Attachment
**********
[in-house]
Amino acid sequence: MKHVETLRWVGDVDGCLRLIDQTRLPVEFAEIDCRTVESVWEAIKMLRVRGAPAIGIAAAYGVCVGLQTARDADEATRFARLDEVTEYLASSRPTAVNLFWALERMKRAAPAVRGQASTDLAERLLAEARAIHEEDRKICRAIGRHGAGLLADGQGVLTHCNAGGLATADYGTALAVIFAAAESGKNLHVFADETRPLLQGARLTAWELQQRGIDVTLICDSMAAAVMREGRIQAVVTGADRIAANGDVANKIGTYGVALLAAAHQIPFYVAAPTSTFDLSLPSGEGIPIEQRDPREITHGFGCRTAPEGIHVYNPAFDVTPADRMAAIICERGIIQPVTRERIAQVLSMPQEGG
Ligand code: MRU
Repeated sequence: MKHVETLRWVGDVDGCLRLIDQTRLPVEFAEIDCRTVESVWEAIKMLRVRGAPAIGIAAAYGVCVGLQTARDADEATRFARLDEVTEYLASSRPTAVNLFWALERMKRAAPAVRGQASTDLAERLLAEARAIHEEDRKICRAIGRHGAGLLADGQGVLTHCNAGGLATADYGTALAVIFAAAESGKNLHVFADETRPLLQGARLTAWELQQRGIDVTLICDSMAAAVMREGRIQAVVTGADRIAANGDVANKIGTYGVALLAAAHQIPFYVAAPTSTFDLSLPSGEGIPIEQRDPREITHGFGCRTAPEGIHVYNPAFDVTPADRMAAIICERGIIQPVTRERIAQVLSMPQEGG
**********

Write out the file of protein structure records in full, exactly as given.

[in-house]
Amino acid sequence: MKHVETLRWVGDVDGCLRLIDQTRLPVEFAEIDCRTVESVWEAIKMLRVRGAPAIGIAAAYGVCVGLQTARDADEATRFARLDEVTEYLASSRPTAVNLFWALERMKRAAPAVRGQASTDLAERLLAEARAIHEEDRKICRAIGRHGAGLLADGQGVLTHCNAGGLATADYGTALAVIFAAAESGKNLHVFADETRPLLQGARLTAWELQQRGIDVTLICDSMAAAVMREGRIQAVVTGADRIAANGDVANKIGTYGVALLAAAHQIPFYVAAPTSTFDLSLPSGEGIPIEQRDPREITHGFGCRTAPEGIHVYNPAFDVTPADRMAAIICERGIIQPVTRERIAQVLSMPQEGG
Ligand code: MRU
Repeated sequence: MKHVETLRWVGDVDGCLRLIDQTRLPVEFAEIDCRTVESVWEAIKMLRVRGAPAIGIAAAYGVCVGLQTARDADEATRFARLDEVTEYLASSRPTAVNLFWALERMKRAAPAVRGQASTDLAERLLAEARAIHEEDRKICRAIGRHGAGLLADGQGVLTHCNAGGLATADYGTALAVIFAAAESGKNLHVFADETRPLLQGARLTAWELQQRGIDVTLICDSMAAAVMREGRIQAVVTGADRIAANGDVANKIGTYGVALLAAAHQIPFYVAAPTSTFDLSLPSGEGIPIEQRDPREITHGFGCRTAPEGIHVYNPAFDVTPADRMAAIICERGIIQPVTRERIAQVLSMPQEGG